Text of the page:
No More Backdoors: Know Who Has Access to What, Right Now
Jun 13
Register Today
Teleport logoTry For Free
Fork me on GitHub


Database Access with MongoDB Atlas

Setting up Teleport Database Access with MongoDB Atlas

Setting up Teleport Database Access with MongoDB Atlas

Length: 08:15

Teleport can provide secure access to MongoDB Atlas via the Teleport Database Service. This allows for fine-grained access control through Teleport's RBAC.

In this guide, you will:

  1. Configure your MongoDB Atlas database with either IAM or mutual TLS authentication.
  2. Add the database to your Teleport cluster.
  3. Connect to the database via Teleport

How it works

The Teleport Database Service communicates with MongoDB Atlas using mutual TLS. You configure MongoDB Atlas to trust the Teleport certificate authority for database clients, and Teleport to trust the Let's Encrypt CA, which signs certificates for MongoDB Atlas. When a user connects to MongoDB Atlas via Teleport, the Teleport Database Service authenticates using a certificate and forwards user traffic to MongoDB Atlas.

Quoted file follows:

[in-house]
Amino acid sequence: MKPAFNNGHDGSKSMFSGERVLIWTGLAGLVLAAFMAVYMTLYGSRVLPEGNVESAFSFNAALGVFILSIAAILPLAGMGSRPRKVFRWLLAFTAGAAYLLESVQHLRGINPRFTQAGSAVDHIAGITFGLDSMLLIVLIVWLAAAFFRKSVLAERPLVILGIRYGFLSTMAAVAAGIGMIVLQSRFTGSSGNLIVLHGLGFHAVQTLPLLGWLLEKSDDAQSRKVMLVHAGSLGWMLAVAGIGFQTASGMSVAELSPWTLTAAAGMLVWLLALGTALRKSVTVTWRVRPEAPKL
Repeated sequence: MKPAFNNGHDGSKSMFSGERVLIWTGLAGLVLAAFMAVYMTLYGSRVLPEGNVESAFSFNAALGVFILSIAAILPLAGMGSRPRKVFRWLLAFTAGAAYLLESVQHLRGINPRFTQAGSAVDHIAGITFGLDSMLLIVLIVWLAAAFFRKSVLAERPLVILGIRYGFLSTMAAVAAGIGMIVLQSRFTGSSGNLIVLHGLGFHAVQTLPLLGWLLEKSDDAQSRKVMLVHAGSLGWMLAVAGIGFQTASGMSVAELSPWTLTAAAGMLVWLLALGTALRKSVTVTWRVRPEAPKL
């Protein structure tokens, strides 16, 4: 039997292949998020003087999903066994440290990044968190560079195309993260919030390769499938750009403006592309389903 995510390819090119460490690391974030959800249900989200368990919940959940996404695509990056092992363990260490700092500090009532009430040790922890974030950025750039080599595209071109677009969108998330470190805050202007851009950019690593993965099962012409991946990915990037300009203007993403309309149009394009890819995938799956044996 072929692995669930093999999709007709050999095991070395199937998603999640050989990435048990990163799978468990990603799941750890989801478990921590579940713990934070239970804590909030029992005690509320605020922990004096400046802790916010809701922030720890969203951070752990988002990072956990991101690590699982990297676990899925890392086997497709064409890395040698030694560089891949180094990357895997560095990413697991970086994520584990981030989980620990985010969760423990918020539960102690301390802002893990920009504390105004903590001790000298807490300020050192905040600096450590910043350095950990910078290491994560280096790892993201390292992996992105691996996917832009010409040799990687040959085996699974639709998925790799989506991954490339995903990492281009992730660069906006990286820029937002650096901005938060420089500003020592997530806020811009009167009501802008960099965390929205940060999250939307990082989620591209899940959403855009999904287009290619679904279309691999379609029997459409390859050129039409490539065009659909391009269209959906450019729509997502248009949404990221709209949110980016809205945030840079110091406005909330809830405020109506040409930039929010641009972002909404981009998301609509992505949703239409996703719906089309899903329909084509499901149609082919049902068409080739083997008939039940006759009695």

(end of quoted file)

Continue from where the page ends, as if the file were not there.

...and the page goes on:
• A running Teleport cluster version 16.0.0 or above. If you want to get started with Teleport, sign up for a free trial or set up a demo environment.

  • The tctl admin tool and tsh client tool.

    Visit Installation for instructions on downloading tctl and tsh.

  • MongoDB Atlas cluster.
  • A host, e.g., an Amazon EC2 instance, where you will run the Teleport Database Service.
  • To check that you can connect to your Teleport cluster, sign in with tsh login, then verify that you can run tctl commands using your current credentials. tctl is supported on macOS and Linux machines. For example:
    tsh login --user=[email protected]
    tctl status


    Version 16.0.0

    CA pin sha256:abdc1245efgh5678abdc1245efgh5678abdc1245efgh5678abdc1245efgh5678